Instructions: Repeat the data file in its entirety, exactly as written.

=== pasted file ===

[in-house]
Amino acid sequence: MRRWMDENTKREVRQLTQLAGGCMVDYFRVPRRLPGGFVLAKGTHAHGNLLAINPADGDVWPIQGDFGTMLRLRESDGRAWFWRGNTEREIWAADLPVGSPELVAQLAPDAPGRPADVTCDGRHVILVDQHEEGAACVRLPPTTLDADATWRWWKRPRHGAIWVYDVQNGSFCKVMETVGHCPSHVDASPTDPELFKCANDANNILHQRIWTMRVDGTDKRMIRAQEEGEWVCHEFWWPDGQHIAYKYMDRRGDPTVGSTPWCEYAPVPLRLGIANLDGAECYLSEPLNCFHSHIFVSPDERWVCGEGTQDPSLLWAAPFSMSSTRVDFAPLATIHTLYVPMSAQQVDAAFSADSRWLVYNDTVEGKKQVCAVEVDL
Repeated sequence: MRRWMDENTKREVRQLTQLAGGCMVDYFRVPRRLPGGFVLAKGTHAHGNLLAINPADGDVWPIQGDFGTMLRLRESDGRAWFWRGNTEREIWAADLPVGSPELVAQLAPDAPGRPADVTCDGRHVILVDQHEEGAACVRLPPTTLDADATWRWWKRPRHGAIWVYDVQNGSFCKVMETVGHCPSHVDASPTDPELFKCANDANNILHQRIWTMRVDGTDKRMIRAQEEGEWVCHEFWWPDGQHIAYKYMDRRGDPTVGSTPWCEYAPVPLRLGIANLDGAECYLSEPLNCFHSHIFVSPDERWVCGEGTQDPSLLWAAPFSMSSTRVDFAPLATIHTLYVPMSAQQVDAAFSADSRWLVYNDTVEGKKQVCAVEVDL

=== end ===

[in-house]
Amino acid sequence: MRRWMDENTKREVRQLTQLAGGCMVDYFRVPRRLPGGFVLAKGTHAHGNLLAINPADGDVWPIQGDFGTMLRLRESDGRAWFWRGNTEREIWAADLPVGSPELVAQLAPDAPGRPADVTCDGRHVILVDQHEEGAACVRLPPTTLDADATWRWWKRPRHGAIWVYDVQNGSFCKVMETVGHCPSHVDASPTDPELFKCANDANNILHQRIWTMRVDGTDKRMIRAQEEGEWVCHEFWWPDGQHIAYKYMDRRGDPTVGSTPWCEYAPVPLRLGIANLDGAECYLSEPLNCFHSHIFVSPDERWVCGEGTQDPSLLWAAPFSMSSTRVDFAPLATIHTLYVPMSAQQVDAAFSADSRWLVYNDTVEGKKQVCAVEVDL
Repeated sequence: MRRWMDENTKREVRQLTQLAGGCMVDYFRVPRRLPGGFVLAKGTHAHGNLLAINPADGDVWPIQGDFGTMLRLRESDGRAWFWRGNTEREIWAADLPVGSPELVAQLAPDAPGRPADVTCDGRHVILVDQHEEGAACVRLPPTTLDADATWRWWKRPRHGAIWVYDVQNGSFCKVMETVGHCPSHVDASPTDPELFKCANDANNILHQRIWTMRVDGTDKRMIRAQEEGEWVCHEFWWPDGQHIAYKYMDRRGDPTVGSTPWCEYAPVPLRLGIANLDGAECYLSEPLNCFHSHIFVSPDERWVCGEGTQDPSLLWAAPFSMSSTRVDFAPLATIHTLYVPMSAQQVDAAFSADSRWLVYNDTVEGKKQVCAVEVDL